NEW YORK — As a winter storm system moves out of the tri-state area, dangerously bitter, cold air makes its way in.
The winter storm brought heavy rain to New York City and its surrounding regions, while snow fell north and far west of the area. The storm pushed the heaviest of the snow up about 25 to 40 miles, according to meteorologist Craig Allen. Parts of Connecticut saw between 0.5 to 3.2 inches of snow, while New Jersey saw between 0.5 inches to 2.5 inches. New York's Orange, Putnam, Westchester and Rockland counties saw anywhere between 1 to 5.5 inches.
Much of New York City and coastal areas saw heavy rain, while parts of New Jersey and New York’s Orange and Putnam counties may experience freezing rain.
A winter storm warning remains in effect for parts of northwest New Jersey, Connecticut and upstate New York until 4 p.m. Sunday. Under the warning, affected areas could expect heavy snow and additional snow accumulations of 5 to 7 inches.
A winter weather advisory remains in effect until 11 a.m. Sunday morning for southern Connecticut and southeast New York, while a winter storm warning remains in effect for western New Jersey and upstate New York until 6 p.m. Sunday, bringing a chance of freezing rain.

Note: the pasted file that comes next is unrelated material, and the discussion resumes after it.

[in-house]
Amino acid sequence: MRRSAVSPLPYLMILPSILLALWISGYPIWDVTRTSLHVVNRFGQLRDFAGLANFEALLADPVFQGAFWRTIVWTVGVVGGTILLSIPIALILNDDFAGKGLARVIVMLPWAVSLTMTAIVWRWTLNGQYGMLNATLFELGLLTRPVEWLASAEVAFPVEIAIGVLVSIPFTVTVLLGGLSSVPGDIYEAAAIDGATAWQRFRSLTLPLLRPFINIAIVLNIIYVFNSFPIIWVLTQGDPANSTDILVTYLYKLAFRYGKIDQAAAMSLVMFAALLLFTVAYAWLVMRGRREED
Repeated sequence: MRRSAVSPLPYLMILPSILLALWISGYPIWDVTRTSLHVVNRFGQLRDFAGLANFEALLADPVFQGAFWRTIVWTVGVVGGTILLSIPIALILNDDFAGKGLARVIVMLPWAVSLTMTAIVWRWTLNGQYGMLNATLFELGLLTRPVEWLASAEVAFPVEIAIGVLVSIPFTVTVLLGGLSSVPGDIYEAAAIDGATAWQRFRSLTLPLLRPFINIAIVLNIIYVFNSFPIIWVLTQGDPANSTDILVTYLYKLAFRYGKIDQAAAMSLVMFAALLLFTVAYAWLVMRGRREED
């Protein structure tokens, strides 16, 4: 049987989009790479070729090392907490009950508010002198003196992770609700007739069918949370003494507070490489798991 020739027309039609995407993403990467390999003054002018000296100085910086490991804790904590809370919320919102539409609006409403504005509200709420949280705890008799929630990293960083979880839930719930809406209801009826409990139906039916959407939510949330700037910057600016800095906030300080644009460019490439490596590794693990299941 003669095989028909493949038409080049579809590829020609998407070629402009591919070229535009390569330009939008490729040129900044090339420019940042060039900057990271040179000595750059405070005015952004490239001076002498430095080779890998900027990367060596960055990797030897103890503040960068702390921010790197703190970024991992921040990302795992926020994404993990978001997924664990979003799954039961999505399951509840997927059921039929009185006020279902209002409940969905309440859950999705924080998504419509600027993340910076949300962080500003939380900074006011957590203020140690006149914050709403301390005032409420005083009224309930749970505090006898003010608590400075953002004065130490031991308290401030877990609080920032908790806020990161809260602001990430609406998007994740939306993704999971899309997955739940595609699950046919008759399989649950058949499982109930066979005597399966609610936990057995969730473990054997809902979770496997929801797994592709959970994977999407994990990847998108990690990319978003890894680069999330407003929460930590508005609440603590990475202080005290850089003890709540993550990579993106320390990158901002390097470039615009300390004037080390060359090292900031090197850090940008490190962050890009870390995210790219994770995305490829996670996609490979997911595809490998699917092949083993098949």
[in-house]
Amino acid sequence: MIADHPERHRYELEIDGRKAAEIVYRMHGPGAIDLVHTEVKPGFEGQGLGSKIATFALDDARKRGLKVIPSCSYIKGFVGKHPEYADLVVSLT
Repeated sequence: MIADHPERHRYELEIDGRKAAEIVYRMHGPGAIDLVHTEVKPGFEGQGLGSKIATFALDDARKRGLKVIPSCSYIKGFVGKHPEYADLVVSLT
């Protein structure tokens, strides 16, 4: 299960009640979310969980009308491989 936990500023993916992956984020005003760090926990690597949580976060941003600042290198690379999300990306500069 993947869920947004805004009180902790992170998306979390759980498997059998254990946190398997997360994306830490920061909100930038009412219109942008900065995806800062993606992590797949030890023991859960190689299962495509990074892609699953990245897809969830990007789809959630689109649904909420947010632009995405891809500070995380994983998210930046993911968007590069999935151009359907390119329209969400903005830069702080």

Coastal flooding is also possible in areas along the Greath South Bay and Jamaica Bay, with around 2 to 3 feet above ground level in low-lying areas.
Newark Public Safety Director Anthony F. Ambrose caused motorists to avoid several streets due to possible flooding.
In preparation for the storm, hundreds of flights were canceled and delayed across the Midwest and northeast regions, New Jersey Gov. Phil Murphy issued a state of emergency for the state ahead of the storm, and New York Gov. Andrew Cuomo issued a tractor-trailer and bus ban on New York State Thruway (except for I-95 in Westchester and Bronx) and most interstate highways through the duration of the storm.
As the storm moves out of the tri-state area, brutally cold weather makes its way in.
Despite sunshine on Monday, bitter cold air will keep temperatures no higher than 10 to 15 degrees. Wind chill advisories and warnings were issued for parts of the tri-state area. Factoring in the wind chill, it can feel like temperatures are below zero degrees.
As temperatures drop, the dangers of icy roads increases. Ice and heavy winds may also cause power outages and tree damage. Those who need to travel are advised to do so with caution.